We have always celebrated Christmas Eve with my mom’s side of the family. And for as long as I can remember, we have always had Turkey Tetrazzini for dinner, served on fancy holiday paper plates. It may not have been the most traditional or glamorous of Christmas meals, but I looked forward to it for 364 days of the year. The humble but hearty smell of the creamy noodle casserole welcomed me home to my grandparents’ house. It was the first sign that let me know Santa had made his customary early stop down Grandma’s chimney to fill the grandkids’ stockings while we were all at four o’clock Christmas Eve mass.
The grownups wouldn’t even let us think about touching any presents until after dinner. And as anxious as I always was to begin the “big rip,” I never resented the Turkey Tetrazzini. I savored each bite as my parents, my aunts, and my uncles engaged in conversations sprinkled with lines from National Lampoon’s Christmas Vacation. While we all took turns imitating our favorite quotes from Clark Griswold‘s Aunt Bethany, who brought a new level of hilarity to dementia, my Grandma constantly vacillated between the kitchen and her seat at the table.
“Oh, foo. I forgot the butter for the rolls.”
(chatter from the table: “Is your house on fire, Clark?” )
“Here, babe. I’ll get you some more milk.”
(chatter from the table: “Is Rusty still in the Navy?”)
“Oh, foo. We’re out of green beans. There’s more in the oven.”
(chatter from the table: “Grace? Ohh…she passed away thirty years ago.”)
“I’m going to go see if the kids need anything in the kitchen.” (which really meant she was going to see if my cousin Mike needed more ketchup for his anything and everything.)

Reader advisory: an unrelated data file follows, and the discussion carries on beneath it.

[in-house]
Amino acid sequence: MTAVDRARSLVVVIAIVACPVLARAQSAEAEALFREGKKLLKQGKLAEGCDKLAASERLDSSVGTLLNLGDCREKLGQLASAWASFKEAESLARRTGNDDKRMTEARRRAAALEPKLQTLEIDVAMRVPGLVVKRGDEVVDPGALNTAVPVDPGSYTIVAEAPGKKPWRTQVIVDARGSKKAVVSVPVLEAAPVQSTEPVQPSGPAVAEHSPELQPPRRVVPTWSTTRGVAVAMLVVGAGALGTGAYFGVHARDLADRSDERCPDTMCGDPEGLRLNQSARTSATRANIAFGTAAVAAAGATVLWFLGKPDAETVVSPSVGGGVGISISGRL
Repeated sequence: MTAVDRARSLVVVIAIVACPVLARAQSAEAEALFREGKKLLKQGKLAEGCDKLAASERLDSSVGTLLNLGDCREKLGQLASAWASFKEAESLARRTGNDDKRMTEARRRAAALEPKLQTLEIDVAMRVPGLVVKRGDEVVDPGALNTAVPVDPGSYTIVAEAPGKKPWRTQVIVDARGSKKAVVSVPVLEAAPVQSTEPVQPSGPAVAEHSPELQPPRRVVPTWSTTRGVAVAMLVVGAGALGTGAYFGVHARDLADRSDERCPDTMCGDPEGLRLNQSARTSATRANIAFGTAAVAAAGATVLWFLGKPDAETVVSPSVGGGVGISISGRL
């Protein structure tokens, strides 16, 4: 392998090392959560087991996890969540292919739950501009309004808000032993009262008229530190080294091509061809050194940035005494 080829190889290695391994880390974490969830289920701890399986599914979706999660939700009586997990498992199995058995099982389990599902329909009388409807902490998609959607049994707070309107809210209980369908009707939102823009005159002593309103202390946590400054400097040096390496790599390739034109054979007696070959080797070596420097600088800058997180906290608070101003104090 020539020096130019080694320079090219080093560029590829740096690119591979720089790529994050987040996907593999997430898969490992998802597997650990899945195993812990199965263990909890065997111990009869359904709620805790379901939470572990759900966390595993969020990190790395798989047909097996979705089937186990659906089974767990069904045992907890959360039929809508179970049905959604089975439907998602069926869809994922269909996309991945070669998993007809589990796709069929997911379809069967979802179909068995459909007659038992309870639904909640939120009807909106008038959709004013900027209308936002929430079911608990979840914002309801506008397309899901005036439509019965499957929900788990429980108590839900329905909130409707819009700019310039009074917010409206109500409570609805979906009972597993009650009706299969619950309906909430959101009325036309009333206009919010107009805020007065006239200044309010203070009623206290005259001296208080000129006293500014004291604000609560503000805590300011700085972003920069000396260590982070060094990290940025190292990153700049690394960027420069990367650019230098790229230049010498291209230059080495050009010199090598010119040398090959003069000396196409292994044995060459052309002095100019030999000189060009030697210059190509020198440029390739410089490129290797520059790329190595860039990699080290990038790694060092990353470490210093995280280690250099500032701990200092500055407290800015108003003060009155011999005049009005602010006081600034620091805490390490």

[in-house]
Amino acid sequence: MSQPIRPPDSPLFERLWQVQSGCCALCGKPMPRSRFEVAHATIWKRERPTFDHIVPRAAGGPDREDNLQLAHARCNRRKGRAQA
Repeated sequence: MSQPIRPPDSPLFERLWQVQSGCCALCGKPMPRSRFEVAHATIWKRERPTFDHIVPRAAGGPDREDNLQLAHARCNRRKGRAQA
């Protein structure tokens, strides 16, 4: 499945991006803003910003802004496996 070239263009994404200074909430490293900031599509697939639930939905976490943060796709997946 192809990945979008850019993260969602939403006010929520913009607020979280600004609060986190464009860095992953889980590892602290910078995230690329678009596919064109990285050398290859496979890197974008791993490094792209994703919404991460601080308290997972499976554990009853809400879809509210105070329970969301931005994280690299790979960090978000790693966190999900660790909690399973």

(chatter from the table: “Oh, dear. Did I break wind?”)
Before long, my Grandpa would pipe up: “Peg, will you just sit down and eat? We’re all fine.” And she would. My Grandpa was notorious for having the last word on everything. He was also notorious for mixing up all the food on his plate before shoveling it down. “It all goes to the same place,” he would quip. I, however, preferred my Tetrazzini, my green beans, and my bread in separate bites so my taste buds could do their thang. Call me a connoisseur.
Seconds of Tetrazzini were usually doled out while my siblings and cousins chomped at the bit. “Are you guys done YET? Can’t you eat any FASTER?” Finally, everyone would have their fill and my Grandpa would usually say something like, “Boy, that was good. But thankfully I saved enough room for dessert before we open presents.” Cue the collective groan from the kids as we received yet another crash course in patience being a virtue.
Christmas Eve is still the one time of year I have Tetrazzini. But my Grandma isn’t the one making it anymore; my Grandpa isn’t around to tell her to sit down and eat it. And though we still quote Christmas Vacation ad nauseam, dementia isn’t quite as funny as it used to be. Because now we have our own Aunt Bethany: my Grandma. And her dementia is not the quirky, lovable kind that makes her wrap up her cat and a lime jello mold to bring to Christmas Eve dinner. It is the kind that makes her feel lonely because she is wondering when her husband, who has been dead for six years, will come to bring her home. It is the kind that brings on terrible mood swings and makes her mean to the ones she loves. It is the kind that ate away at most of her memories of her three trips to Ireland, her favorite place in the world…so much so that I could barely share my recent trip there with her, the person who just years ago would have been beaming with excitement to see my pictures. And it is the kind that turned a woman who would rarely sit down long enough to eat some Tetrazzini into a woman who now hardly ever gets out of her chair.
But I know that’s not my real Grandma. My real Grandma will always be the one who froze the leftover Thanksgiving turkey so she could make a non-traditional Christmas feast for her family. A feast that could be made ahead of time, popped into the oven, and served on fancy holiday paper plates, saving her time that she could instead spend with the ones she loved and who loved her…even if she rarely sat down to enjoy it.
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